With Mercosur‘s rally against British sovereignty over the Falkland Islands and outlandish claims regarding US policy towards Latin American leaders, the last few months have been a tumultuous period for the Americas. Now, amidst the highly contentious words of President Daniel Ortega that Iran and Nicaragua are revolutionary brothers, it seems as if the governments of Latin America have been imbued with a zealous and anti-western élan which shows no signs of slowing down. One must raise the question, therefore, what does such defiance against the formerly ominous shadow of US foreign policy signify?
In the case of Ortega and Ahmadinejad, one can only reel at the potential damage caused by the controversial Nicaraguan President. Posing with outspoken Venezuelan leader Hugeo Chavez, both men revelled in their apparent unity at Revolution Square, as Ortega was sworn in for his third time as President. It is a move that will have no doubt enraged senior policy makers in Washington, painfully harking back to the 1979 socialist insurrection against the US-backed Somoza dynasty. In addition, such political bravado comes at a time of heightened tensions between the US and Iran, in which increasingly aggressive rhetoric, the execution of supposed spies and the clandestine killings of Iranian nuclear scientists are all too common. Thus, it seems as if the primarily left-wing leaders of Latin America are banding together in a unified effort to form a new power structure, something which according to Chavez is “the only thing that will allow us to truly be free”.
…a clear message of antagonism to Barack Obama.
Granted, the United States does have a long history of economically and politically influencing its Southern neighbours, a tense relationship which has been far from egalitarian in nature. Yet the anti-western sentiment felt in recent months will only further damage the already fraught relationship between the US and its dissenters, a pivotal moment in which Iran could feel bolstered to go ahead with its previously dismissed threats to close the Strait of Hormuz.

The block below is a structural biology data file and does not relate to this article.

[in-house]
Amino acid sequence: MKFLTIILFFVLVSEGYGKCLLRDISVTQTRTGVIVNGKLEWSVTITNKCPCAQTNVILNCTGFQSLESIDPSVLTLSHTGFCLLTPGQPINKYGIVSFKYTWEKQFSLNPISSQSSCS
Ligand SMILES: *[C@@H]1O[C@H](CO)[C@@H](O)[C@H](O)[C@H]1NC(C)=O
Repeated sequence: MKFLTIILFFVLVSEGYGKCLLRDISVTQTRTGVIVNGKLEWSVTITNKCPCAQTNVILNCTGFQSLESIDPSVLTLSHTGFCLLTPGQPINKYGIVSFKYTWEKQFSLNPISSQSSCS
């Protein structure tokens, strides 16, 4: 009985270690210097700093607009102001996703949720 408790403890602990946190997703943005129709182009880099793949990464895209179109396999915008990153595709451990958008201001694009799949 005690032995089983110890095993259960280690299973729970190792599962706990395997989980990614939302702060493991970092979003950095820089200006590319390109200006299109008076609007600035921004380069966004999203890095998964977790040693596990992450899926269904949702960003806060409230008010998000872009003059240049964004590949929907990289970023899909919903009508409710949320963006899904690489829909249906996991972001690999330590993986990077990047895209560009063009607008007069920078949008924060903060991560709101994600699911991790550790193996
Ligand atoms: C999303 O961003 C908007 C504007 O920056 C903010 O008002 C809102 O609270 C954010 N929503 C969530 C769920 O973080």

Alongside Ortega and Chavez’s demonstrably anti-American stances, the condemnation of the NATO-backed campaign against former Libyan dictator Colonel Gaddafi will send out a clear message of antagonism to Barack Obama. It seems as if criticism will be readily dished out at any given opportunity by a range of countries, who now feel with some aggrievement, that the era of US political domination is over. However, does the fervently delivered rhetoric of both Latin American and Iranian leaders actually hold any weight within the international community?
…the currently diminishing state of the nation’s trade balance…
So far, such efforts to pander to one another have generally demonstrated a verbal display of commitment, with many feeling sceptical about the likelihood of a unified Latin-Iranian coalition. Persian promises of constructing long-awaited ports and oil refineries within the Southern half of the Americas have yet to fully materialise, prompting some to question whether Iran will ever follow through with such haughtily designed plans. Given the currently diminishing state of the nation’s trade balance, it certainly appears as if Ahmadinejad is scrambling for political allies. Such suspicions have been eagerly furthered by Washington, which has disparagingly branded the cosying up to Chavez and Co. as a desperate attempt to win friends.
Yet US reports leaked in 2009 warned of Tehran’s closeness to Caracas, alongside the potential development of uranium enrichment facilities between the two governments, thereby highlighting a certain element of fear in the aggrandising statements of seemingly confident US officials. Whatever the case may be, it is evident that the diplomatic triangle of the US, Iran and Latin America has been and will become increasingly strained in the coming years. Diplomatic tensions in 2012, therefore, have started off with a bang and ominously look set to continue that way.